hi and hny
because diet comes first, you might be interested in checking out this personalized food guide tool:
http://www.healthycanadians.gc.ca/eatin ... p1-eng.php
related general info https://www.hsph.harvard.edu/nutritions ... ing-plate/
there are still many lifestyle factors which can interfere, so sometimes a close look, maybe including testing, is worthwhile. of available tests relevant to ms patients, some are on the mainstream radar and some are not.
as a starting point, it would be good to know some of your existing levels likely already on file. if you don't already have your own copy, that can be a good first step. electrolytes, serum ferritin, anything like that is good to know
any doc should take b12 status seriously in the context of an ms differential dx. it's the oldest and best known nutrient problem to watch for. but even those results can be and are poorly interpreted. your diet info looks on the surface like b12 should be a non-issue. still, it's best to be certain. do you have a copy of your own records to see whether it's been tested already?
serum 25(OH)vitamin D3 is another one mainstream docs are used to requisitioning for ms patients at this point. (there is a possibility of push back on a testing request, because most often -depending to a degree on location- levels do need work, and based on results people tend either ignore instructions to improve status, or overdo it).
in general, mainstream docs receive limited education on preventative methods such as nutrition; this unfortunate reality is well documented in research. more work is required, but incentives are lacking for various reasons. in the meantime patients are in the uncomfortable position of advocating for themselves. that can mean speaking up to ask for a requisition for other less common tests and being prepared to pay for that testing *if* necessary.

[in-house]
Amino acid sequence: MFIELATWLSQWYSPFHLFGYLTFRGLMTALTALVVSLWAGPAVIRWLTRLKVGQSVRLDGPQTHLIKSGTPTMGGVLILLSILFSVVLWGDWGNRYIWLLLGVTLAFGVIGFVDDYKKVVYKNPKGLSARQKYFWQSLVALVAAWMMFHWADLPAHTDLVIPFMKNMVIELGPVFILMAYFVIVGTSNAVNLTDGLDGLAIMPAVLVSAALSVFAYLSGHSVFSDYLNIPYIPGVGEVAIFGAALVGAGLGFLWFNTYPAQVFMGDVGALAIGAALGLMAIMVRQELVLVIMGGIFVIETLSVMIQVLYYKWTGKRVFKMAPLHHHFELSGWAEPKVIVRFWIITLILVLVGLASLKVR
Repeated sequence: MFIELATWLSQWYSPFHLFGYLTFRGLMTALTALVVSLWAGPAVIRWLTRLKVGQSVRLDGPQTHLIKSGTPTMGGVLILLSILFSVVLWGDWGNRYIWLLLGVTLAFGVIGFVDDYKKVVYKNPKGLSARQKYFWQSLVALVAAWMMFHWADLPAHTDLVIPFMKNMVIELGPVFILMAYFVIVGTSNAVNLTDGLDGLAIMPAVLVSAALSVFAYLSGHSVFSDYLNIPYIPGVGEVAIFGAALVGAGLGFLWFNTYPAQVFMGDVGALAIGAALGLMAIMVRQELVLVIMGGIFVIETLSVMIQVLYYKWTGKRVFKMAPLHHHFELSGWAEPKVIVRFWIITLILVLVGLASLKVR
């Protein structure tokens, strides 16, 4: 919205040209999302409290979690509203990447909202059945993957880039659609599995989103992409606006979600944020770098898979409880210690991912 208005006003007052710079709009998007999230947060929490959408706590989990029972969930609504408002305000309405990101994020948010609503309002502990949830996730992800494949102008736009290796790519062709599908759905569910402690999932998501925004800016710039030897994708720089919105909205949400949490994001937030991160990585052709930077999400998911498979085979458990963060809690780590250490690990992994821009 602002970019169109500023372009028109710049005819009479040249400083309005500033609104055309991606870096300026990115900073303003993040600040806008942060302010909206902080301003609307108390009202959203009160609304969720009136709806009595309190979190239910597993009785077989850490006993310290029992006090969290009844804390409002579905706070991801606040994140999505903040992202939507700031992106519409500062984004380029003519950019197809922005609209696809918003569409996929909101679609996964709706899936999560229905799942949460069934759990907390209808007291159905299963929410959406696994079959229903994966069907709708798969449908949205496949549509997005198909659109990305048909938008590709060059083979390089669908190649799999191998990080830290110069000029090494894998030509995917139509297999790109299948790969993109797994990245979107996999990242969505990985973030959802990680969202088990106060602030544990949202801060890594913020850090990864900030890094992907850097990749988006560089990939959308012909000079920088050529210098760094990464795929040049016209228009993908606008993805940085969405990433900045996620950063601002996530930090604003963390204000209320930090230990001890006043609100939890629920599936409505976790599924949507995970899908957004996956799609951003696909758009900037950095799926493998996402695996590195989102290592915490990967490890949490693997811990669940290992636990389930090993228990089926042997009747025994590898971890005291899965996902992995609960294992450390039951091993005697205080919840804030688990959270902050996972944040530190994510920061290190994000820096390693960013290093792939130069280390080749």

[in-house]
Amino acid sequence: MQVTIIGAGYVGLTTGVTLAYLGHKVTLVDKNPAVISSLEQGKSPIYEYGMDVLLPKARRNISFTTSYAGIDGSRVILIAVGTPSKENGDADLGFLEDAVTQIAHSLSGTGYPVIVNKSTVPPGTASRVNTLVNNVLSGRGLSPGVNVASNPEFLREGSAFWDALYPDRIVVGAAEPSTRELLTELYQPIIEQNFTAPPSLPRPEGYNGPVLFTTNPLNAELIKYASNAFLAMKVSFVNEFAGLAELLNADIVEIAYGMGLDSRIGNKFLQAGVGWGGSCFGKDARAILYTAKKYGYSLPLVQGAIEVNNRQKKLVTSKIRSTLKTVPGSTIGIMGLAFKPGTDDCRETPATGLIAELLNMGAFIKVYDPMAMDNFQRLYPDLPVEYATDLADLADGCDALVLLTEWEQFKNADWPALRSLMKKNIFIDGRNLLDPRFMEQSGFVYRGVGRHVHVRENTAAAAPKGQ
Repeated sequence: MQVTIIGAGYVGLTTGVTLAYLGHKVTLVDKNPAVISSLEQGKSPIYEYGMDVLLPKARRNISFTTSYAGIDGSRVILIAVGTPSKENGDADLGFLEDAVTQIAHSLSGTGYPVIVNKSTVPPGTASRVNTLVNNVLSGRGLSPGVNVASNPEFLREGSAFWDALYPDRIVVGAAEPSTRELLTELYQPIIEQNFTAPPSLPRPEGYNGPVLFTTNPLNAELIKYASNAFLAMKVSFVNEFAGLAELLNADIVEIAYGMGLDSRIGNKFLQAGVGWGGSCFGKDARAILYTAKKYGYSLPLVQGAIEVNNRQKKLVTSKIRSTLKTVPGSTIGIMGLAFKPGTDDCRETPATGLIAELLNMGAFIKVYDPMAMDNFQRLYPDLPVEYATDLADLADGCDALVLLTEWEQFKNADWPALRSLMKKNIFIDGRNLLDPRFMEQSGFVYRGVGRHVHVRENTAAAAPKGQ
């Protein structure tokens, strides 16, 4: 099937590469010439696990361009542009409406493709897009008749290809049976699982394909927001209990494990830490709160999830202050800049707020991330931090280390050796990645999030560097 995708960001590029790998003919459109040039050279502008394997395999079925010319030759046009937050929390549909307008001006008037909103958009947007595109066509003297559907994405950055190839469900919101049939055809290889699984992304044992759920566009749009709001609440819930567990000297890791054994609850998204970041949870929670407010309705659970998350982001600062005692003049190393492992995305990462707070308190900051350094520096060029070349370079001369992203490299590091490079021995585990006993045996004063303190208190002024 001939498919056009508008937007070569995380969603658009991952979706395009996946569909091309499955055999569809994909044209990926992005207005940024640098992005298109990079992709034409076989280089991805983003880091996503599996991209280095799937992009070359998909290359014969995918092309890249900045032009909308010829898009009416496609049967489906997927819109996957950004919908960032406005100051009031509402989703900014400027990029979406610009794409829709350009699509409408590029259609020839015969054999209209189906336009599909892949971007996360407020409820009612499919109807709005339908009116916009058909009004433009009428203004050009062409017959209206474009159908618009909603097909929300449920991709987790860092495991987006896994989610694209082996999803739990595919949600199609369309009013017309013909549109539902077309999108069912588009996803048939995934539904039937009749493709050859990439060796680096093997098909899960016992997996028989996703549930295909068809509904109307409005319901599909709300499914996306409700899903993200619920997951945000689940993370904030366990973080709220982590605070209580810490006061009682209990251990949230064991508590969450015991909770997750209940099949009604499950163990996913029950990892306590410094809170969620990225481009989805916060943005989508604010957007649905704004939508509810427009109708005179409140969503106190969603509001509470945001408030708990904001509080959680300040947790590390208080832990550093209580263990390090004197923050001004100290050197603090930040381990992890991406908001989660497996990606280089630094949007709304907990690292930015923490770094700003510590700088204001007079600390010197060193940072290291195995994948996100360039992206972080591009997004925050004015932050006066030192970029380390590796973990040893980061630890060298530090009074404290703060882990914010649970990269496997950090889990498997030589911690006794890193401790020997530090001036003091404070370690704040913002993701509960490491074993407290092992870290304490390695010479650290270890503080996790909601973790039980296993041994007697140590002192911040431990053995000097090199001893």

for example, vit d3 co-factor testing (eg serum magnesium) is not mainstream to date. the research is starting to get there but it's not in the door at the practice level quite yet. there's also debate re the value of serum vs rbc testing but both have issues and serum mag is much more affordable and is widely used to good effect in research. that said when tests are run, results can easily be interpreted poorly based on local, regional and overall reference ranges. that's why it's best to get your own copy of all results, and not rely on the lab's report re 'normal' or other findings. other important values to be aware of (these are reported often in the ms and in general health and disease literature) include serum zinc and serum copper.
overall for each of these (from b12 to copper inclusive) there is a relatively small optimal range which sites generally in the upper half of the wider reference or normal range. that said, copper seems to be different, levels in healthy controls can be a bit all over the place BUT are consistently *lower* than serum zinc. that said, with copper zinc ratios, balance is always the key. yes it's good for zinc to be higher than copper but if zinc gets too high, it's still a problem. moderation is always the key
depending on your location, you may have access to private test requisition services that can help you tailor a suite of nutrient level tests. if your docs will help you out without needing to go to those lengths, so much the better.
one of many private sources for lab requisitions (i don't have access personally, can't review):
https://www.lifeextension.com/Vitamins- ... lood-Tests
hope that helps